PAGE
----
This book offers the first dedicated and comprehensive examination of the lives of nearly thirty women known to occupy the office of queen in the English kingdoms between 650 and 850.
The queens of early England are often shadowy figures in the historical record, beset by numerous issues which have largely confined them to the margins of history. Through careful analysis, the volume presents a ground-breaking appraisal of the role of queens in early England, and how their actions and identities shaped their practice of queenship. Organised thematically, it offers an overview of queens in many different roles, such as agents of Christianity, mothers, and peace-weavers. From high profile queens such as Æthelthryth of Ely and Cynethryth of Mercia, to the shadowy Leofrun of East Anglia and the nameless queen of Anna of East Anglia, the book engages with sources to advance fuller narratives about even the most obscure queens of the era.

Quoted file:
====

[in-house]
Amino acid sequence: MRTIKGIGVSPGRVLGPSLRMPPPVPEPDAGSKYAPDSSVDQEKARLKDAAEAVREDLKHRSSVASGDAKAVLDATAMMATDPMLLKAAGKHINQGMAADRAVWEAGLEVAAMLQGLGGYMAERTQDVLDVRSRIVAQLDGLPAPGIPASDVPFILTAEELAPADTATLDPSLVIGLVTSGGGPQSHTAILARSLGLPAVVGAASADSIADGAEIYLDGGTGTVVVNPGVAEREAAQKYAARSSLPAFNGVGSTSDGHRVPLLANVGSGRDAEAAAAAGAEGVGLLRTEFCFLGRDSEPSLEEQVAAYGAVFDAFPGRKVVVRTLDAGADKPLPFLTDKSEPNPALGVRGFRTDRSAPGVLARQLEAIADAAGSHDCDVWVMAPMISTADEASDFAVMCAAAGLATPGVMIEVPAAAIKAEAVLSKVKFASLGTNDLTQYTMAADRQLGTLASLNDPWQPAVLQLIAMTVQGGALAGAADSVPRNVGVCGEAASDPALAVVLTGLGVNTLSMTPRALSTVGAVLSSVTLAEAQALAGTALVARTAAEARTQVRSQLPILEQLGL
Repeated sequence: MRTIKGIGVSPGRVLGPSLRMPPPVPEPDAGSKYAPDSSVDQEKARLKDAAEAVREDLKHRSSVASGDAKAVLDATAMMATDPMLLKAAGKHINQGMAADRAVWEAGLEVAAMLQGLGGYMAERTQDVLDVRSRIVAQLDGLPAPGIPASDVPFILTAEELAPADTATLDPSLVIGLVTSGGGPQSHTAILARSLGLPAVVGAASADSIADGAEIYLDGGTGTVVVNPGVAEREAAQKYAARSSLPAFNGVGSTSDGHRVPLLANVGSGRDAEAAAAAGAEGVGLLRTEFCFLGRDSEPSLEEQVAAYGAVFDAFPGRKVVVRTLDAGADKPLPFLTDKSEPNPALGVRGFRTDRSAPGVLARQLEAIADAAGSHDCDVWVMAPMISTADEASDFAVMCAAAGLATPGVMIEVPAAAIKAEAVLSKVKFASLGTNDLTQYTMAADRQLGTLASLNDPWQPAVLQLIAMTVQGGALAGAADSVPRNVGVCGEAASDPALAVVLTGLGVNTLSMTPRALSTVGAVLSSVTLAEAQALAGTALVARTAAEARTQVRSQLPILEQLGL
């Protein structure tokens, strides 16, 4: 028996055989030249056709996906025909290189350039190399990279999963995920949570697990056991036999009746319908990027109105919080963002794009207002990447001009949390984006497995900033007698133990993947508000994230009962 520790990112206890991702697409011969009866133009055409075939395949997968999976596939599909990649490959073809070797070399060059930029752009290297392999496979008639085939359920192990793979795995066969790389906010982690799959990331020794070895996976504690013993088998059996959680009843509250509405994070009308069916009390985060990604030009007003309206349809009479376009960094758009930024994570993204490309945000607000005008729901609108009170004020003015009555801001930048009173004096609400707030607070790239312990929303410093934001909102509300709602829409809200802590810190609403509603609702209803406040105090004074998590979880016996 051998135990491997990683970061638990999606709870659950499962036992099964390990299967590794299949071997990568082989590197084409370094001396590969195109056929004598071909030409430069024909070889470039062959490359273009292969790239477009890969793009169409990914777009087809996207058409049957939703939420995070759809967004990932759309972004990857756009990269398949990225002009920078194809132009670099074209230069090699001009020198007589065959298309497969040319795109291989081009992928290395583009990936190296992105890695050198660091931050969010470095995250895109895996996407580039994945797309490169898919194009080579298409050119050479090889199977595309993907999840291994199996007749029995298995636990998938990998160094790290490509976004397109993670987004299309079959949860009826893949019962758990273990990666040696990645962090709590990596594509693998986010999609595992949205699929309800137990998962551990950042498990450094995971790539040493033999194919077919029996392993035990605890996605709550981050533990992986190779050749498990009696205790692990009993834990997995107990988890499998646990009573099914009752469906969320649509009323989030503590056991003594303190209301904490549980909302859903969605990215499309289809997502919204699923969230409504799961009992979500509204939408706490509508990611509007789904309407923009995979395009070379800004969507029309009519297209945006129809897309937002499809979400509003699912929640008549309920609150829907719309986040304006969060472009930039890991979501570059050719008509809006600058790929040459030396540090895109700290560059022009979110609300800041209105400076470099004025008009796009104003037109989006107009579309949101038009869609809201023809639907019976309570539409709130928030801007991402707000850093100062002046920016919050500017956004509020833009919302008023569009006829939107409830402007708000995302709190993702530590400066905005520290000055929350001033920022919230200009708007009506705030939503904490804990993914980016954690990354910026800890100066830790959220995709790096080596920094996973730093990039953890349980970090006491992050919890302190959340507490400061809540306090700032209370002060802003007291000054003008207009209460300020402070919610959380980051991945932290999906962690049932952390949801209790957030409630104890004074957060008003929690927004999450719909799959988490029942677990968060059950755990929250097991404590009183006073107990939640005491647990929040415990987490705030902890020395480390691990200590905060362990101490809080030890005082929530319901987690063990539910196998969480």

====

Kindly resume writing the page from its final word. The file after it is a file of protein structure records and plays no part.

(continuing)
Aided by resources such as genealogical tables, Early English Queens, 650–850 is an ideal resource for students and scholars at all levels, as well general readers, interested in the lives of queens and early English history.
Table of Contents
Introduction, 1. Christian Queens, 2. Queens as Mothers, 3. The Peaceweaver (freoðuwebbe): a Queenly Custom?, 4. The Voiceless Queens, 5. Conclusion
Stefany Wragg completed her DPhil on Old English and early English history at the University of Oxford, after receiving her MPhil from the Department of Anglo-Saxon, Norse and Celtic at the University of Cambridge. She has worked on contextual readings of literature, saints’ cults and queenship. She teaches in a secondary school in the UK.